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Jacob A. Riis (1849–1914). Theodore Roosevelt, the Citizen. 1904.

Page 381

  Miller was an assistant foreman in the government bookbindery. He was discharged by the public printer, upon the demand of organized labor, on charges of “flagrant non-unionism,” he having been expelled from Local Union No. 4 of the International Brotherhood of Bookbinders. His discharge was in defiance of the civil service laws, and the matter having come before the President, he ordered that he be reinstated. In doing so he pointed to this finding of the anthracite coal strike commission which organized labor had accepted: It is adjudged and awarded that no person shall be refused employment or in any way discriminated against on account of membership or non-membership in any labor organization, and that there shall be no discrimination against or interference with any employé who is not a member of any labor organization by members of such organization.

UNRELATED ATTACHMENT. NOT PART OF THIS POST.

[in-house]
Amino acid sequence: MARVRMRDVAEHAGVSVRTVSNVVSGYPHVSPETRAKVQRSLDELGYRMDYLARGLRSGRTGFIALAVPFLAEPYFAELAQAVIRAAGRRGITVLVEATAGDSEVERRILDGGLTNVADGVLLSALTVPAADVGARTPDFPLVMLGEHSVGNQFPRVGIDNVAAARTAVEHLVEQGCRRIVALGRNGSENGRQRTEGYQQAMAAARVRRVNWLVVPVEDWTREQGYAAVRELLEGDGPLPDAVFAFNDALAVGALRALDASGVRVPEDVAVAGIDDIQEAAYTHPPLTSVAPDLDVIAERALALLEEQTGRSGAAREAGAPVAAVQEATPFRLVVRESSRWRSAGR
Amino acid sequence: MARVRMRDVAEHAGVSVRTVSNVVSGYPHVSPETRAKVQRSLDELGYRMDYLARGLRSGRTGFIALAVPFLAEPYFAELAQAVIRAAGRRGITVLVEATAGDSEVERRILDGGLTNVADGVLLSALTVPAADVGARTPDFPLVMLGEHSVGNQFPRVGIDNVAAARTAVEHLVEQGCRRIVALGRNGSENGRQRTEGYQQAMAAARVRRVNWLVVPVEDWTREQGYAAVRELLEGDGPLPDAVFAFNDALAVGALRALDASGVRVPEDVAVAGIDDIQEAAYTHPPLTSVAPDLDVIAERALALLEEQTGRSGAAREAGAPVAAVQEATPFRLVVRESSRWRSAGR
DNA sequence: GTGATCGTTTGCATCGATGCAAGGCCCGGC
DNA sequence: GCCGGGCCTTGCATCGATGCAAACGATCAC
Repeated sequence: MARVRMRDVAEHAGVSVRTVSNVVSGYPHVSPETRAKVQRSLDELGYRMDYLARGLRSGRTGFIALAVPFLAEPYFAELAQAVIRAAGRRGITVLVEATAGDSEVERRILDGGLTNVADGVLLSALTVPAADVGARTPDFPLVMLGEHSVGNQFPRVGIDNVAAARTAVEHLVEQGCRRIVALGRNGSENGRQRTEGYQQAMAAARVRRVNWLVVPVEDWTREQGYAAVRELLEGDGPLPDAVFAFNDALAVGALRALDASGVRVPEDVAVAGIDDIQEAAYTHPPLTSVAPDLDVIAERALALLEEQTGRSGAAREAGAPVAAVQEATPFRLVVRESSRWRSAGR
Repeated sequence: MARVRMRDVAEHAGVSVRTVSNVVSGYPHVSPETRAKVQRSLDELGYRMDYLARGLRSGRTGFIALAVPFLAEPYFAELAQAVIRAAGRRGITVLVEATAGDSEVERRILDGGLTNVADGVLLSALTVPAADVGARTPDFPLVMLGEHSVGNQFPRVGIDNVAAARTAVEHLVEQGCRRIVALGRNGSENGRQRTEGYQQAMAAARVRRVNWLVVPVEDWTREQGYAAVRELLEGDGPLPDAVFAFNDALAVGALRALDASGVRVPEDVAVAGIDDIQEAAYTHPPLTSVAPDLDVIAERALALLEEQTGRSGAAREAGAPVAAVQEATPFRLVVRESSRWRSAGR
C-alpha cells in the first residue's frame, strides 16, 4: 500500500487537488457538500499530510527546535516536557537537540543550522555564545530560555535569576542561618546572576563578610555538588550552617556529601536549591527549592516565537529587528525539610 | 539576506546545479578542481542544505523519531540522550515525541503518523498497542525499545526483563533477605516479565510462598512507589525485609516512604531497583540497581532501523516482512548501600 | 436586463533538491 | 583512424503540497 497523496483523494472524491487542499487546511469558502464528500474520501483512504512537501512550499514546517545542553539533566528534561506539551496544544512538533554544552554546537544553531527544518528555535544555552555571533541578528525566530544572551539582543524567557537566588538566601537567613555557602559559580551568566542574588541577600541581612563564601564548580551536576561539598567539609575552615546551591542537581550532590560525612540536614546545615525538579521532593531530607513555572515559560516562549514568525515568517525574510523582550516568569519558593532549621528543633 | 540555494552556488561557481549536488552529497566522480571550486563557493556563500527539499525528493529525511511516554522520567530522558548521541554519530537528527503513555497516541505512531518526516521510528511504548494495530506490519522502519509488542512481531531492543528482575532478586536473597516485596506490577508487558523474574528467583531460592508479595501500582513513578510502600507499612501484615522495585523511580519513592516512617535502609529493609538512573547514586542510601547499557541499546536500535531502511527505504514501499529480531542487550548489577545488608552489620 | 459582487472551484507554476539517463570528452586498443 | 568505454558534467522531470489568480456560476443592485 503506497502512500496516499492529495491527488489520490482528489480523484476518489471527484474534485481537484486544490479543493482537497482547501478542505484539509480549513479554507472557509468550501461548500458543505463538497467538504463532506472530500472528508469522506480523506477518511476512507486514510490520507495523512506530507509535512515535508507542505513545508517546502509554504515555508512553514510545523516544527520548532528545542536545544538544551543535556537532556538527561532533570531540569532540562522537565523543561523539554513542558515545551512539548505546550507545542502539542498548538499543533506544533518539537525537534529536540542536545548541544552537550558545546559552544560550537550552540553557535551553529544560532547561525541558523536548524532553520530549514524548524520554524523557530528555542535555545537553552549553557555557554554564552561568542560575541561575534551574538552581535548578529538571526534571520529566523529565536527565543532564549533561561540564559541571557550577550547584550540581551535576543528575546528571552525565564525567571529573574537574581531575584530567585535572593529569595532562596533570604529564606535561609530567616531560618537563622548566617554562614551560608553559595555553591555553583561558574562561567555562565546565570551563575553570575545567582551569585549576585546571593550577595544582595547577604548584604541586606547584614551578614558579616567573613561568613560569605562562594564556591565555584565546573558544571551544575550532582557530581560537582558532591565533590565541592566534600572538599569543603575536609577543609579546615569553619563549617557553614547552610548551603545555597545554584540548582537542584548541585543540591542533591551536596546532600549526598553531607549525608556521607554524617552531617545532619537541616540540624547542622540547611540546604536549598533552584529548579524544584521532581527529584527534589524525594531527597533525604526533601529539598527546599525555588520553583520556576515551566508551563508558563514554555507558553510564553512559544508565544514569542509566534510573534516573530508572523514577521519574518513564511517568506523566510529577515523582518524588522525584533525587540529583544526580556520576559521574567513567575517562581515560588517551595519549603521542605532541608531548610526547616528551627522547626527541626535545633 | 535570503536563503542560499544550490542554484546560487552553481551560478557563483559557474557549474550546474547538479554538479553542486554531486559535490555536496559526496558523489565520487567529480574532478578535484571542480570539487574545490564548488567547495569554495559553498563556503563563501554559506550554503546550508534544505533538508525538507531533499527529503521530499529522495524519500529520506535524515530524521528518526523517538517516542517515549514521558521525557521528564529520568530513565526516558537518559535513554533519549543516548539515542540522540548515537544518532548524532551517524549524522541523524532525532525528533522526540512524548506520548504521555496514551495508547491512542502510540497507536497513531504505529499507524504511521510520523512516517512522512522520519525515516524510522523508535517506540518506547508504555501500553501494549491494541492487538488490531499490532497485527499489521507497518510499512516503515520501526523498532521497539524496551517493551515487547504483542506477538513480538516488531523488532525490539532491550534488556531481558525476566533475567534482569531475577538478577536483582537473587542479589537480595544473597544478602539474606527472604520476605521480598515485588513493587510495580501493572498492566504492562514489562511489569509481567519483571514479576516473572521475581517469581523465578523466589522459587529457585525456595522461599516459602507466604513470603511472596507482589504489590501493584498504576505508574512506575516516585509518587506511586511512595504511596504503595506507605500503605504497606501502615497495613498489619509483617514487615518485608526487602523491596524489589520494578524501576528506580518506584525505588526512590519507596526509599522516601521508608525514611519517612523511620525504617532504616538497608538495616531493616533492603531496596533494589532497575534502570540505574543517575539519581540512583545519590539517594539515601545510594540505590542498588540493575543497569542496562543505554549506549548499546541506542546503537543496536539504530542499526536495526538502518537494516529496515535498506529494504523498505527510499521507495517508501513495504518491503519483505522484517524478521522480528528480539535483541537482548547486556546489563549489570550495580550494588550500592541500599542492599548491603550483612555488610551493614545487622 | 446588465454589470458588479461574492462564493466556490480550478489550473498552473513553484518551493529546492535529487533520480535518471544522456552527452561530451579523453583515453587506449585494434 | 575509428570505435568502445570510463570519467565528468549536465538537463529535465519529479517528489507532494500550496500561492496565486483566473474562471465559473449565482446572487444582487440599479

“It is, of course,” was the President’s comment, “mere elementary decency to require that all the government departments shall be handled in accordance with the principle thus clearly and fearlessly ennunciated.” But there are people who do not understand, on both sides of the line. Seventy-two unions in the